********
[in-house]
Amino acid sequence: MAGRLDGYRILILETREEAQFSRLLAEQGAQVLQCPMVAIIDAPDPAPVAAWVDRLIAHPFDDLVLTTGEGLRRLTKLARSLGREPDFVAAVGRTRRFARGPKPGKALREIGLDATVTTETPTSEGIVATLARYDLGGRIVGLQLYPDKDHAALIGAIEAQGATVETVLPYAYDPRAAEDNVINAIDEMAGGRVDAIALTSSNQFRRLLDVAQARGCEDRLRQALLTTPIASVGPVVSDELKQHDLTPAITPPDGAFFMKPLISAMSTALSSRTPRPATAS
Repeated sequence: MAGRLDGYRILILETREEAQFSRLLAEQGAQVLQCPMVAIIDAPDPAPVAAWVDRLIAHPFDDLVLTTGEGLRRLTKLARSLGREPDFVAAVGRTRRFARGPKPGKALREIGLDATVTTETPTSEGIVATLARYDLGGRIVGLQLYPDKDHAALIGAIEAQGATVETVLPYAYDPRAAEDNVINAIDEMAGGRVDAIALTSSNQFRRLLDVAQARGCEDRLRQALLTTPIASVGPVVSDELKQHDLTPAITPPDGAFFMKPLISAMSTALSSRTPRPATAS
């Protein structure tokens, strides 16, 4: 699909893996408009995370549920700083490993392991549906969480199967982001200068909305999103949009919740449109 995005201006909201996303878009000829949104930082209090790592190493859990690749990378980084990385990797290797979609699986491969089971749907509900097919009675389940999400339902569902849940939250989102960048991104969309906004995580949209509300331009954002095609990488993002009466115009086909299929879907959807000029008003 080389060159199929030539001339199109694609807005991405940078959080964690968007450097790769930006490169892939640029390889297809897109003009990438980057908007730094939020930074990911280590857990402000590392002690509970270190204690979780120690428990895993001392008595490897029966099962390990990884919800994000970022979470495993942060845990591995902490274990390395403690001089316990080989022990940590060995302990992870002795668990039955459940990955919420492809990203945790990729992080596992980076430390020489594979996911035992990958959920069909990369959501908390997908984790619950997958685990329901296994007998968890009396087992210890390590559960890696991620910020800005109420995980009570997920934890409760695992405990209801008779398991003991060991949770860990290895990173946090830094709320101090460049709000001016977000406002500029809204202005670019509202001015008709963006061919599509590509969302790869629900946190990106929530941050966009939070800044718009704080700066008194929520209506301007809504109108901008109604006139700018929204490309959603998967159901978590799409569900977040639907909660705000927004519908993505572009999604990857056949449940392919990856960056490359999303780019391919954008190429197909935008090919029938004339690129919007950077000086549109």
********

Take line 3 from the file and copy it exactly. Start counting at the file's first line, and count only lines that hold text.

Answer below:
Repeated sequence: MAGRLDGYRILILETREEAQFSRLLAEQGAQVLQCPMVAIIDAPDPAPVAAWVDRLIAHPFDDLVLTTGEGLRRLTKLARSLGREPDFVAAVGRTRRFARGPKPGKALREIGLDATVTTETPTSEGIVATLARYDLGGRIVGLQLYPDKDHAALIGAIEAQGATVETVLPYAYDPRAAEDNVINAIDEMAGGRVDAIALTSSNQFRRLLDVAQARGCEDRLRQALLTTPIASVGPVVSDELKQHDLTPAITPPDGAFFMKPLISAMSTALSSRTPRPATAS